The approaching end of the government spending mandated in last year’s $787 billion stimulus package is bad news for the economy, says Goldman Sachs economist Alec Phillips.
"This adds almost a full percentage point to the drag on growth from the fourth quarter of 2010 to the fourth quarter of 2011 to what we had already estimated," Phillips wrote in a report obtained by CNBC.
Growth already has slowed to 2.7 percent in the first quarter, and many economists expect a number below 3 percent for the second quarter as well.
As for stimulus, "Congress looks increasingly unlikely to extend any more fiscal aid to state governments, despite ongoing shortfalls in state revenues, and they have already let several other items lapse," Phillips wrote.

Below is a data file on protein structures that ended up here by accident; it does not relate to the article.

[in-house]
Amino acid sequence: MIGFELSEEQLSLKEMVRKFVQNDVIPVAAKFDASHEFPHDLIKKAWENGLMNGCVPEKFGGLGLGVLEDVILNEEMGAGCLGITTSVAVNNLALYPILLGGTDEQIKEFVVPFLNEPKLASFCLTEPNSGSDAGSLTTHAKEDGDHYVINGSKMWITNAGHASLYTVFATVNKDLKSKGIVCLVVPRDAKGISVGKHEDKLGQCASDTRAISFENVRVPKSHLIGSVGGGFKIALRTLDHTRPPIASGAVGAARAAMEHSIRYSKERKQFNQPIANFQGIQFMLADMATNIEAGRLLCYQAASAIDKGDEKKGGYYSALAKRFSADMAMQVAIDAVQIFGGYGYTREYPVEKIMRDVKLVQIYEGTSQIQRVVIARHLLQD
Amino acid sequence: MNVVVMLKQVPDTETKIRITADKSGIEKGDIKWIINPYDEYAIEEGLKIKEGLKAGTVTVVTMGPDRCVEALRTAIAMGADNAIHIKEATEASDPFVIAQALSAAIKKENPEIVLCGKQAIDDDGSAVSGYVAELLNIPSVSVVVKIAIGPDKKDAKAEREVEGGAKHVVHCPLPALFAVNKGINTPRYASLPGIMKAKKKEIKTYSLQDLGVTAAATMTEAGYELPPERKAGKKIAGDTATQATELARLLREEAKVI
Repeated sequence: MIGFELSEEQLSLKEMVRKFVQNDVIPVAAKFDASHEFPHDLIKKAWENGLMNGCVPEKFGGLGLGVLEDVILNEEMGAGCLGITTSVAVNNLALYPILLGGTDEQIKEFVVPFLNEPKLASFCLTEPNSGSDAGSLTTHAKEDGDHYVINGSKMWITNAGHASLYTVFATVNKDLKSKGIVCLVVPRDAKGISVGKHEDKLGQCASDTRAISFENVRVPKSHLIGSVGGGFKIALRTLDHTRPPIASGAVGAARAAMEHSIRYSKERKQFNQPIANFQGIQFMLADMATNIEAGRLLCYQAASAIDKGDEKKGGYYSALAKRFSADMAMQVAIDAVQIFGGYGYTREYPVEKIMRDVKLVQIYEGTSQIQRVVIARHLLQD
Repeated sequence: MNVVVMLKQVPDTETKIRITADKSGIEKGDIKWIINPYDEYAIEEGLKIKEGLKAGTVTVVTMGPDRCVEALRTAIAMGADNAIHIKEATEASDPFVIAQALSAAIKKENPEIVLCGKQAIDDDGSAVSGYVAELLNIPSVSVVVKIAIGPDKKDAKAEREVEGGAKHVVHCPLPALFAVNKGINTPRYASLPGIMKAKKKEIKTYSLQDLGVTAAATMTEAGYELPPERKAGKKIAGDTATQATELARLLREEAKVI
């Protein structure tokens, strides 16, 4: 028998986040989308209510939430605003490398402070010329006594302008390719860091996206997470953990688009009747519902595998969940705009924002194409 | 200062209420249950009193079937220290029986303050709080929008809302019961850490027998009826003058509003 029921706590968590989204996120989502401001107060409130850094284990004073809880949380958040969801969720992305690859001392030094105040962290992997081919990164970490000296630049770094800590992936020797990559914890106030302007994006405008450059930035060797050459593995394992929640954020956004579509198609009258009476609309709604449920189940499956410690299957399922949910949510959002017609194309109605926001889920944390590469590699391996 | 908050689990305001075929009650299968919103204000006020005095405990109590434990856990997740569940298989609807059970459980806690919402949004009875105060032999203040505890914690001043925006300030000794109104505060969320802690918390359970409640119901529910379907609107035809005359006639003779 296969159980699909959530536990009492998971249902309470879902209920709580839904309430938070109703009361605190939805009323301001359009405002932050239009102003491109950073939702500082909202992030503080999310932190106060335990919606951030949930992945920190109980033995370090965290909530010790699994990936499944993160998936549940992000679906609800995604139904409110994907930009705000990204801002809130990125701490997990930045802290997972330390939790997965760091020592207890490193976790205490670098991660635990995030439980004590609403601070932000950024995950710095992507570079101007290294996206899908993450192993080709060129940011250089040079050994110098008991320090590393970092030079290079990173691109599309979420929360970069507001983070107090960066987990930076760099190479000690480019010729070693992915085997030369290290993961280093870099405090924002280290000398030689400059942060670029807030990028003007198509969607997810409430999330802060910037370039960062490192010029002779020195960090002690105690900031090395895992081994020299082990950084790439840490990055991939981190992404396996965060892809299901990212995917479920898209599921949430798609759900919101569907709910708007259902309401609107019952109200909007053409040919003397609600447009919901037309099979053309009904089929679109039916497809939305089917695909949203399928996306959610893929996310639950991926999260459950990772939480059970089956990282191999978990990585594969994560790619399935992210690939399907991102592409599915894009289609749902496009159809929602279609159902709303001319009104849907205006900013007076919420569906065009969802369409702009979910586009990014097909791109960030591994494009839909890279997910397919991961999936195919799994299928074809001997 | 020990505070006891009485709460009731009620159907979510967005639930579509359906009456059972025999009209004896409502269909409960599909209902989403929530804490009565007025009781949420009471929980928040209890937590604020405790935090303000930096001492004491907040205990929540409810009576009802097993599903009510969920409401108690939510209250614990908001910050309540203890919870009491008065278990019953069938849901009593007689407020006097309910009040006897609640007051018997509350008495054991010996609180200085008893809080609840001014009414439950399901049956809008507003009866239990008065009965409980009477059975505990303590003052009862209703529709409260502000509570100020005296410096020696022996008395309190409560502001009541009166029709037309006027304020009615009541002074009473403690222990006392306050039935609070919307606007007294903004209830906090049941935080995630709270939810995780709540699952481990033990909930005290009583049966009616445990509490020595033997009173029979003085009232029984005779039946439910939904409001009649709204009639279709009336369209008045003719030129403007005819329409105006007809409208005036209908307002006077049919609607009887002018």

While President Barack Obama has signed a six-month extension of emergency jobless benefits for the long-term unemployed, that is likely to be the last extension, Phillips says.
"The good news is that this will avoid further income disruption for those who had expected to receive benefits. ... The bad news is that this latest extension of fiscal stimulus may be the last."
Harvard historian Niall Ferguson favors tax cuts for fiscal stimulus, and spending cuts for deficit reduction.
“Somebody in Washington needs to come up with a credible plan to put the U.S. back on road to fiscal stability,” he told Yahoo’s TechTicker.
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